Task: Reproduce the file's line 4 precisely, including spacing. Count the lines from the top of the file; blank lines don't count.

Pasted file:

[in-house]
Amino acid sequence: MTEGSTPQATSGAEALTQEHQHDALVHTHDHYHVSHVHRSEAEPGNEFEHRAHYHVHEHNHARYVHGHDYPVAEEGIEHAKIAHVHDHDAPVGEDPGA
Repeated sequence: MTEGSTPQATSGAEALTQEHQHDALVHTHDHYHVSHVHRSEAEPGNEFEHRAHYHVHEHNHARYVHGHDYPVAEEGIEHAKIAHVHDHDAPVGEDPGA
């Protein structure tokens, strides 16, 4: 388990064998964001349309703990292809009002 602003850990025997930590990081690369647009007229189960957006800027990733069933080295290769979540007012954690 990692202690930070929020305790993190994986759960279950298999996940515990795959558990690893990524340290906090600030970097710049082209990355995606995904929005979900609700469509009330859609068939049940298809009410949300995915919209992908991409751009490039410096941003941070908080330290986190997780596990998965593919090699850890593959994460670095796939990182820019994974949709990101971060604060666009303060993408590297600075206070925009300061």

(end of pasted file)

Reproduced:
């Protein structure tokens, strides 16, 4: 388990064998964001349309703990292809009002 602003850990025997930590990081690369647009007229189960957006800027990733069933080295290769979540007012954690 990692202690930070929020305790993190994986759960279950298999996940515990795959558990690893990524340290906090600030970097710049082209990355995606995904929005979900609700469509009330859609068939049940298809009410949300995915919209992908991409751009490039410096941003941070908080330290986190997780596990998965593919090699850890593959994460670095796939990182820019994974949709990101971060604060666009303060993408590297600075206070925009300061």